W does it sound like, crowds sounds and the puck slamming around and stuff like that?
Yeah, there is different things. The clips they run in certain sequences. Sometimes it is just a commentator making an announcement of a big play in a hockey game all the way down to actual vintage hockey games that they’ll actually play. You‘ll see a snip of them for about a minute or so where you’ll hear the play as it is on the ice, and then when you look past the shield, you actually see the vintage hockey game correlating with the sound. [Timestamp: 6:15]
Sounds like it puts you right out there with the players almost.
Yeah, just about, just about, yeah. The theme there was taking the new NHL—here’s our new brand; here’s our new hockey; this is our new facility—but yet maintaining what they’ve done for all those years previous. [Timestamp: 6:32]
And the nine, I believe, there were 46in. Samsung monitors?
And they were fit from, I believe, it was a Watchout system?
Yeah, they were fit from a Watchout system. They are able to make all different types of collages from it, from nine separate videos on there to one large video format or break it up into anyway that they want to do it. [Timestamp: 6:52]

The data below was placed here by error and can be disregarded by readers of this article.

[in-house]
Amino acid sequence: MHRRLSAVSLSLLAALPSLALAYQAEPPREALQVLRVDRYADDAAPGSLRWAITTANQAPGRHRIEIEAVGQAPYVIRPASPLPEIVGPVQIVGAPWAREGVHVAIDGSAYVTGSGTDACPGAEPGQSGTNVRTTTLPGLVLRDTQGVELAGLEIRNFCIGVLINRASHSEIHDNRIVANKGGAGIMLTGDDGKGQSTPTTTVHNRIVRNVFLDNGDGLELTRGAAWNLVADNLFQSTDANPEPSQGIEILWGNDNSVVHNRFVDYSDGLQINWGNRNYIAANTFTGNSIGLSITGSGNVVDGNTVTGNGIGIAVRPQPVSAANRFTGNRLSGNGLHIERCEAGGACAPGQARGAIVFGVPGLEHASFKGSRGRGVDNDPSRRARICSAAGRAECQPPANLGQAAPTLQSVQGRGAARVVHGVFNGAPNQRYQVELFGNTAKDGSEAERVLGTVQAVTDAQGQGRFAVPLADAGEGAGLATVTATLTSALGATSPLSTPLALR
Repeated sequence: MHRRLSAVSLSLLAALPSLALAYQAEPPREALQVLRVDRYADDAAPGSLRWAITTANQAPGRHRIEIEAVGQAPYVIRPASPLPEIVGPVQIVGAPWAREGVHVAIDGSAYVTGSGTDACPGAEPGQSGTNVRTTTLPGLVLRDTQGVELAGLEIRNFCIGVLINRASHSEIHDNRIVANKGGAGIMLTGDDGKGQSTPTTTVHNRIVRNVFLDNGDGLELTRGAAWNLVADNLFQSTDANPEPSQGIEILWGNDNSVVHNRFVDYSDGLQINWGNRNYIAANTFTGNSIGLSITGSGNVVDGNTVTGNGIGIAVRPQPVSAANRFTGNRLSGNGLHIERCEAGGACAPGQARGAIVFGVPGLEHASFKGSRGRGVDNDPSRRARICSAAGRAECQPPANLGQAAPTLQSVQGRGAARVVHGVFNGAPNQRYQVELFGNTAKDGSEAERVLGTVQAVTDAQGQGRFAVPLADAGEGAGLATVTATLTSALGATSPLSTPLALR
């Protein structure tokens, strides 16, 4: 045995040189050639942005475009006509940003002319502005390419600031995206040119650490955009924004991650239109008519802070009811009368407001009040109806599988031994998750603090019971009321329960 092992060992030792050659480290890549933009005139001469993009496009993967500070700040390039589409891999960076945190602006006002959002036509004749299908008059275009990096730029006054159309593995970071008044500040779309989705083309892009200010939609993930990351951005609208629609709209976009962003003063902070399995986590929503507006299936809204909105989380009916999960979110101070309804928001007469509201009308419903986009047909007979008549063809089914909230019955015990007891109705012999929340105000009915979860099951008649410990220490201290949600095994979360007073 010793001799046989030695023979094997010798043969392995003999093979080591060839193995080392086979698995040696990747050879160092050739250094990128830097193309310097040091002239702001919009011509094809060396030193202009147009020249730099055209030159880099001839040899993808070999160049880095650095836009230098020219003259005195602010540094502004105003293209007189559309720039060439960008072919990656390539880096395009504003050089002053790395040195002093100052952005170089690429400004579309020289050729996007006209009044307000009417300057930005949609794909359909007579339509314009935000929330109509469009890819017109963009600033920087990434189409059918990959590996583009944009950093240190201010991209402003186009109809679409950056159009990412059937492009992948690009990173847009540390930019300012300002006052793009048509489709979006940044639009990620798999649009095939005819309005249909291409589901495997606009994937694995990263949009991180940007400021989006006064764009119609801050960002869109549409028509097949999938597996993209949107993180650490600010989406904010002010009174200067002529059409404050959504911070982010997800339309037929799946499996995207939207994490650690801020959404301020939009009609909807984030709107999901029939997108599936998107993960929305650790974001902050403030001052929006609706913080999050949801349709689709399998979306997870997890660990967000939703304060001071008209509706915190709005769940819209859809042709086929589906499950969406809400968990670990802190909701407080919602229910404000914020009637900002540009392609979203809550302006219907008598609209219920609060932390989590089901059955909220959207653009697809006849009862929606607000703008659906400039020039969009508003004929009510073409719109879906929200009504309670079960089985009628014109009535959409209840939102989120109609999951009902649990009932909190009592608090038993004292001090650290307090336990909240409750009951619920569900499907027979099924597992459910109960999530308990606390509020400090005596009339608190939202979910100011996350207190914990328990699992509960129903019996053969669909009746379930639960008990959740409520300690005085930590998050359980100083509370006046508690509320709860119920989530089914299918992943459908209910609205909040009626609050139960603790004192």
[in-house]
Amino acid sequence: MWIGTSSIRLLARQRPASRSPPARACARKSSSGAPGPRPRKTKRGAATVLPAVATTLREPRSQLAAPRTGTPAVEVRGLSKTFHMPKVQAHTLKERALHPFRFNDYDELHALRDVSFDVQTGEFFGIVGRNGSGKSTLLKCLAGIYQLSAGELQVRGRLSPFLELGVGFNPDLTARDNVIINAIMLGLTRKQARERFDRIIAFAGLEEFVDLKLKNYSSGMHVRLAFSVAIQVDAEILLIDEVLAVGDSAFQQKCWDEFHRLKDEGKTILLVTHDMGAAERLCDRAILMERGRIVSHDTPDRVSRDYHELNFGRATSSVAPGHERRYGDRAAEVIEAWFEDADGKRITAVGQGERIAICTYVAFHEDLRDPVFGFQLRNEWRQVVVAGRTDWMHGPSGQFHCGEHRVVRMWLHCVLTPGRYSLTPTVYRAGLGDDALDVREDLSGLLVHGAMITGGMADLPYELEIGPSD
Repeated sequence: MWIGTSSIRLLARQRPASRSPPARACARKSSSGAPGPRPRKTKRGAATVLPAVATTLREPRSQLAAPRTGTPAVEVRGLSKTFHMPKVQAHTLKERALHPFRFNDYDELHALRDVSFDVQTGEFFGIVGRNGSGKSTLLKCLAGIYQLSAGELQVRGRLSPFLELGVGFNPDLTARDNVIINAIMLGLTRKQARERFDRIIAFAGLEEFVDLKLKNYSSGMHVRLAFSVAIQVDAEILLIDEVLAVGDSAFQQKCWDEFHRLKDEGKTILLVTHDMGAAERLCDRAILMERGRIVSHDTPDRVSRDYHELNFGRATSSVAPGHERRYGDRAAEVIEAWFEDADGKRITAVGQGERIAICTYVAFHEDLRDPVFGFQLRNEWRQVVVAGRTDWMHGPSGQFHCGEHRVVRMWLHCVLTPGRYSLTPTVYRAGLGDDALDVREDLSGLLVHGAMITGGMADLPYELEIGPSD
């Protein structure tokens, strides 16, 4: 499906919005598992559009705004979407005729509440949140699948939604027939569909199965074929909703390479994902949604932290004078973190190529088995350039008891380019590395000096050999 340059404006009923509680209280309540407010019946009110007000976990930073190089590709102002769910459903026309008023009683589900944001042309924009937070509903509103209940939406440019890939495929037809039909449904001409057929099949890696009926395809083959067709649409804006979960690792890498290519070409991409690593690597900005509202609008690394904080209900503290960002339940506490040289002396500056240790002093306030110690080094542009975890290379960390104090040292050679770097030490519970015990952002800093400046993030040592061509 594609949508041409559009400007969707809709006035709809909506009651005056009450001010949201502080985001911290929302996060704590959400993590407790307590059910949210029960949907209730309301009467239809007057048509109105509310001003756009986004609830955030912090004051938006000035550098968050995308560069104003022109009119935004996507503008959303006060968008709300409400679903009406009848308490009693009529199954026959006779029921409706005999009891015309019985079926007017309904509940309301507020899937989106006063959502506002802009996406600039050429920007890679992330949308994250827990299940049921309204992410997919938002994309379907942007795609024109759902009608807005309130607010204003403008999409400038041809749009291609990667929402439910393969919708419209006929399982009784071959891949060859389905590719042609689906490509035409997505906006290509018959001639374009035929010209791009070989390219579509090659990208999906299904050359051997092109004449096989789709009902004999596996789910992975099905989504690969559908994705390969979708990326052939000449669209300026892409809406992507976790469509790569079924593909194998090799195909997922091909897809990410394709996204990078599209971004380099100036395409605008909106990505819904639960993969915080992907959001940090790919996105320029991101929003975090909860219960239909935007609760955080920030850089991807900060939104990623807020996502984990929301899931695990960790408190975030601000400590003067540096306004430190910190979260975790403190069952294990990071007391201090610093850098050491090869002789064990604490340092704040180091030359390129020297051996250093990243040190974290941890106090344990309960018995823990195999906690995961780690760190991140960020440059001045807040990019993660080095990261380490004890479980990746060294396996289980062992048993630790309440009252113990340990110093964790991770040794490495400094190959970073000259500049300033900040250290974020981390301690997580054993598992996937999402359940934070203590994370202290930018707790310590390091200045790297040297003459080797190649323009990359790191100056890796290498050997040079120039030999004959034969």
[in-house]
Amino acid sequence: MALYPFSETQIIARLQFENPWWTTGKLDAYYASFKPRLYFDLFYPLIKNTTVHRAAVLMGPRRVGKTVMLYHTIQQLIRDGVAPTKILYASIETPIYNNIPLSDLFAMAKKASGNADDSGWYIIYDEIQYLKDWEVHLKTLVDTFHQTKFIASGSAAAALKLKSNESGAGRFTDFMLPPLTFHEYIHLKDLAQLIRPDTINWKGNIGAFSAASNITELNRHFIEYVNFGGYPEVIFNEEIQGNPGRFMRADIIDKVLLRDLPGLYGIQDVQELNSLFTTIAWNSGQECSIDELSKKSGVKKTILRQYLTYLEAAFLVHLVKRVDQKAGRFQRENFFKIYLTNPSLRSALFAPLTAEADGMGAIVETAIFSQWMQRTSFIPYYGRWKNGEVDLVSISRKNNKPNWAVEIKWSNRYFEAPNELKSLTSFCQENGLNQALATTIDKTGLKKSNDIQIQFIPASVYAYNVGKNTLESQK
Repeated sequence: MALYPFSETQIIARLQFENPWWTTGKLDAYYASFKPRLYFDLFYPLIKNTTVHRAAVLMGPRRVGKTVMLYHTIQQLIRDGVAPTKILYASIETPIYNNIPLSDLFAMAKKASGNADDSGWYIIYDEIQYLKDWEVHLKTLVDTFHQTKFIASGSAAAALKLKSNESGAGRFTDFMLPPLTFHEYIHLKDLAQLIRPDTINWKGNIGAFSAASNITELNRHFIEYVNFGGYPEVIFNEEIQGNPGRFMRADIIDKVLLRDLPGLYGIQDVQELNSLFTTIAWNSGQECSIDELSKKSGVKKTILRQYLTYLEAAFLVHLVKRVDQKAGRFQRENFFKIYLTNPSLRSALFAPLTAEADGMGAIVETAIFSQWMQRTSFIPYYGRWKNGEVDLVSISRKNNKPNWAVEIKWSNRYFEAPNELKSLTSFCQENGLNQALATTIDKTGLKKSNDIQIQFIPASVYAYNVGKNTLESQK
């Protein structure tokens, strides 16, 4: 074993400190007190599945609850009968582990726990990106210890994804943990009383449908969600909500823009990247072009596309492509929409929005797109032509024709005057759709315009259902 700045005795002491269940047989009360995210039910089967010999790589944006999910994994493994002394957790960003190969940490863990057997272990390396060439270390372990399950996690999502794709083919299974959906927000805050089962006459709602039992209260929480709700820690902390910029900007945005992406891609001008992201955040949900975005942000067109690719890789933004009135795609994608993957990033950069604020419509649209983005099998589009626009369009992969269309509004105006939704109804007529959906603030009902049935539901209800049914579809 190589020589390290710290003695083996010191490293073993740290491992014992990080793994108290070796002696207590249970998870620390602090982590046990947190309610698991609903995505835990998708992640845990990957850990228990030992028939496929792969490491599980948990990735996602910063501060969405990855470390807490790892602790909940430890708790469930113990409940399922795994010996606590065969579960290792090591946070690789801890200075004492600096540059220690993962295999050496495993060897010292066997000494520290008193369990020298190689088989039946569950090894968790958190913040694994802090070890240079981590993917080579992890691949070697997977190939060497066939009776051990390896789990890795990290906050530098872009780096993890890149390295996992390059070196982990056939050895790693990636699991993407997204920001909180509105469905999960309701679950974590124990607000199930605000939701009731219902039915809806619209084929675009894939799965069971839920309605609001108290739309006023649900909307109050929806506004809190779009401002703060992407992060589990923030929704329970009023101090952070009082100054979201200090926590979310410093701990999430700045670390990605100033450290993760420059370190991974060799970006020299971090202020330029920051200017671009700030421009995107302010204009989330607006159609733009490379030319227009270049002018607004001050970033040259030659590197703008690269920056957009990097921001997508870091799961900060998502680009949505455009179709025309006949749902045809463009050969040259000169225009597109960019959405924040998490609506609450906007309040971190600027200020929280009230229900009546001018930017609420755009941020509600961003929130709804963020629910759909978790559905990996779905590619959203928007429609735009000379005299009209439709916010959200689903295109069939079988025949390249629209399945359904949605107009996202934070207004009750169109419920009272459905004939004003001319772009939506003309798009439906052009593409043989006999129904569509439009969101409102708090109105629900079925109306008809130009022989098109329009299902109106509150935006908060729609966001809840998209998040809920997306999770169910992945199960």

What’s the video format? How are the monitors all fed? The Watchout system runs off of PCs, so in this case, each monitor has a computer associated with it and it’s a DVI-D signal that’s fed to each monitor and each monitor runs a Watchout software on it. And then there’s a control PC that syncs them all up so that they’re all tied together, so if you are running independent videos they all know it and they kind of do their own thing to each monitor. And then when you sync them up into clusters or one large cluster of all nine that control PC tells them, “OK, this is the video we’re running and we’re running on this time pattern.” And this way everything is all synced up—audio and video. [Timestamp: 7:31]
Immersive Videoconferencing and Digital Signage at the NHL, Part 1
Apr 8, 2010 2:21 PM, By Bennett Liles
All right, so you had to install computers and run DVI cable to all those monitors everywhere. Are they wall mounted?
Yeah, the monitors are wall-mounted. What we did is we had an AV room constructed for us, which is about 50ft. away from the actual monitors, so we didn’t want to run DVI cable that distance. What we used were extenders for the DVI signal—they were Cat-5e extenders that had transmitters at the backside—and also receivers behind each monitor. [Timestamp: 7:59]
OK, yeah, I was wondering about the distance on the DVI but…
Yeah, because the extenders are available, it just made a lot simpler choice. The DVI signal was just going to be rich and robust, and the fact that we were able to extend it beyond 50ft. to upwards over 100ft. over Cat-5 made this the obvious choice. [Timestamp: 8:17]